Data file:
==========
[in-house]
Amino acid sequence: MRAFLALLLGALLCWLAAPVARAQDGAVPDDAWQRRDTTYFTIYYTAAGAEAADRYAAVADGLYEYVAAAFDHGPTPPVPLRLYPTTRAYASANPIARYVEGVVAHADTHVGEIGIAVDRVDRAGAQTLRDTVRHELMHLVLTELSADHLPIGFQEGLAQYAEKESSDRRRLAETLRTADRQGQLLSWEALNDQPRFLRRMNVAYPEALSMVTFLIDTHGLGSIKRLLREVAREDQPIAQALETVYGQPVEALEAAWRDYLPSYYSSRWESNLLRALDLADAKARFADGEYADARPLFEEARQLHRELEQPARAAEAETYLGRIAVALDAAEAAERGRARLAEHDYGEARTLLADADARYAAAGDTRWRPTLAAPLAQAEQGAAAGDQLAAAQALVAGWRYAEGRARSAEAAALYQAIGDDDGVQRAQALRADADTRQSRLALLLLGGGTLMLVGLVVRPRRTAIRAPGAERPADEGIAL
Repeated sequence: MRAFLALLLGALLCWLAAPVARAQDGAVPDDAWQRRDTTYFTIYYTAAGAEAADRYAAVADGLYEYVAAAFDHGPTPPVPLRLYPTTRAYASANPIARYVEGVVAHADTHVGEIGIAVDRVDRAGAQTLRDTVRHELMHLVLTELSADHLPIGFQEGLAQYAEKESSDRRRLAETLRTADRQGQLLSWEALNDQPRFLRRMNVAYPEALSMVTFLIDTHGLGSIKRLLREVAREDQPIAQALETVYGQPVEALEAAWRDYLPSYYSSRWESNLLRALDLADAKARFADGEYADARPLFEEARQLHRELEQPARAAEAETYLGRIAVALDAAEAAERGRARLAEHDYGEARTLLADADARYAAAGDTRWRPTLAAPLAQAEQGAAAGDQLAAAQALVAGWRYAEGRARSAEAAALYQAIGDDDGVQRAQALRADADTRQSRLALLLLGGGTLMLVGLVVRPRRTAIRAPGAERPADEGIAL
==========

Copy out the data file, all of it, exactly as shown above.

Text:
[in-house]
Amino acid sequence: MRAFLALLLGALLCWLAAPVARAQDGAVPDDAWQRRDTTYFTIYYTAAGAEAADRYAAVADGLYEYVAAAFDHGPTPPVPLRLYPTTRAYASANPIARYVEGVVAHADTHVGEIGIAVDRVDRAGAQTLRDTVRHELMHLVLTELSADHLPIGFQEGLAQYAEKESSDRRRLAETLRTADRQGQLLSWEALNDQPRFLRRMNVAYPEALSMVTFLIDTHGLGSIKRLLREVAREDQPIAQALETVYGQPVEALEAAWRDYLPSYYSSRWESNLLRALDLADAKARFADGEYADARPLFEEARQLHRELEQPARAAEAETYLGRIAVALDAAEAAERGRARLAEHDYGEARTLLADADARYAAAGDTRWRPTLAAPLAQAEQGAAAGDQLAAAQALVAGWRYAEGRARSAEAAALYQAIGDDDGVQRAQALRADADTRQSRLALLLLGGGTLMLVGLVVRPRRTAIRAPGAERPADEGIAL
Repeated sequence: MRAFLALLLGALLCWLAAPVARAQDGAVPDDAWQRRDTTYFTIYYTAAGAEAADRYAAVADGLYEYVAAAFDHGPTPPVPLRLYPTTRAYASANPIARYVEGVVAHADTHVGEIGIAVDRVDRAGAQTLRDTVRHELMHLVLTELSADHLPIGFQEGLAQYAEKESSDRRRLAETLRTADRQGQLLSWEALNDQPRFLRRMNVAYPEALSMVTFLIDTHGLGSIKRLLREVAREDQPIAQALETVYGQPVEALEAAWRDYLPSYYSSRWESNLLRALDLADAKARFADGEYADARPLFEEARQLHRELEQPARAAEAETYLGRIAVALDAAEAAERGRARLAEHDYGEARTLLADADARYAAAGDTRWRPTLAAPLAQAEQGAAAGDQLAAAQALVAGWRYAEGRARSAEAAALYQAIGDDDGVQRAQALRADADTRQSRLALLLLGGGTLMLVGLVVRPRRTAIRAPGAERPADEGIAL